“I looked up through the gaps in the wall and the floor, and I saw sky from the basement,” Wayne Burgess recalled.

They spent the next weeks cleaning out with the help of family and volunteers, and they have been living at their son’s house down the road.

There was a flurry of activity those first few days as neighbors assessed their damage and salvaged what few possessions they could. But since then, activity has dropped off, Burgess said.

The Burgesses know of one neighbor who plans to rebuild, but they haven’t heard anything about a half-dozen others.

Rob Alderman, spokesman for the long-term recovery committee, said a key goal is to help homeowners who were uninsured or underinsured get funding for rebuilding.

“The majority are wanting to get back and move on with their lives. And rebuilding is a good way of taking control of their lives, a way of going on.”

Staff writer Mariann Martin contributed to this report.

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jennbo said...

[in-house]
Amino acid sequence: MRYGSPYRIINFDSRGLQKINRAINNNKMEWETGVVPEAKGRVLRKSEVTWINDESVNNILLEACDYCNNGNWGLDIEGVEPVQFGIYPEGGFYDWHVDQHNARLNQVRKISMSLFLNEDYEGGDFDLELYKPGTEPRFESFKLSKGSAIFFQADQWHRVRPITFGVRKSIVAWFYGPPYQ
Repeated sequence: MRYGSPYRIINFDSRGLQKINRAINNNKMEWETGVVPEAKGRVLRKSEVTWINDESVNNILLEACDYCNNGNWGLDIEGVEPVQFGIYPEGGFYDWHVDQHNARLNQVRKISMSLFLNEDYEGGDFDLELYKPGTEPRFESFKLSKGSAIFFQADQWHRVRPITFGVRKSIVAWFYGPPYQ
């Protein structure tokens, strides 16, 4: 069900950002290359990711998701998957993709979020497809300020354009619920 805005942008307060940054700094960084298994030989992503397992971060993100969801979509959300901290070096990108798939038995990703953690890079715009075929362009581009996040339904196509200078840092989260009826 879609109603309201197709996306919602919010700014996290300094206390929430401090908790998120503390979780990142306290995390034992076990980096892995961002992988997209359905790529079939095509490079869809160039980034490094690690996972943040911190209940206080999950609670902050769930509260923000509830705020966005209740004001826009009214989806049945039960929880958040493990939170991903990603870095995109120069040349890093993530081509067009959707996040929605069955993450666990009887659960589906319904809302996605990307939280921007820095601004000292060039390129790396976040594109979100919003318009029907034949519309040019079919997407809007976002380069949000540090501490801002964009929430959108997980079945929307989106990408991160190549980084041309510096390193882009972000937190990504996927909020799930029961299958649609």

I live in the Dalton Pike area, where my neighborhood was greatly affected. Homes were devastated and destroyed. I'll never forget waking up and seeing the incredible damage that I saw. I was lucky that my home and family were spared. However, I will also never forget how the radio kept reporting on the "horrific damage" on Villa Drive. Villa Drive is an affluent neighborhood, and while yes, there was significant damage to the trees and roofs - in our neighborhood, homes are still in rubble and people have left and simply not come back. The Villa Drive homes are already nearly normal. NO ONE reported on our area for quite some time and it wasn't until a day later that help came for my neighbors. I can't help but wonder if the only reason Villa Drive was so heavily reported on in local Cleveland news was because of the wealth of the people there, as opposed to the poverty of some of the people in my area.
But I agree with the article that pride is also a huge issue. People simply will not ask for assistance. We need to get out the word to the poorer areas of our community that help is out there. Otherwise, the real people who are suffering aren't going to get the help they need.

June 19, 2011 at 11:30 p.m.